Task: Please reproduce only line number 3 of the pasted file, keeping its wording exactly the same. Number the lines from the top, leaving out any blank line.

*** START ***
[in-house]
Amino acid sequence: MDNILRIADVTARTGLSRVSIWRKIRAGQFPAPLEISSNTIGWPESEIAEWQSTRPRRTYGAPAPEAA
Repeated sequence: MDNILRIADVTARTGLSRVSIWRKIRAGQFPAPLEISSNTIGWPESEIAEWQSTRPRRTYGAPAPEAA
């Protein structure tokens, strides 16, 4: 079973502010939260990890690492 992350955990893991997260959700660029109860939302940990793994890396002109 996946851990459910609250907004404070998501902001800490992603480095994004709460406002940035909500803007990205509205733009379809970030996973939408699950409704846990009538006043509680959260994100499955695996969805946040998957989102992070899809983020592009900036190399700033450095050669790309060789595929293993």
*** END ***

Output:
Repeated sequence: MDNILRIADVTARTGLSRVSIWRKIRAGQFPAPLEISSNTIGWPESEIAEWQSTRPRRTYGAPAPEAA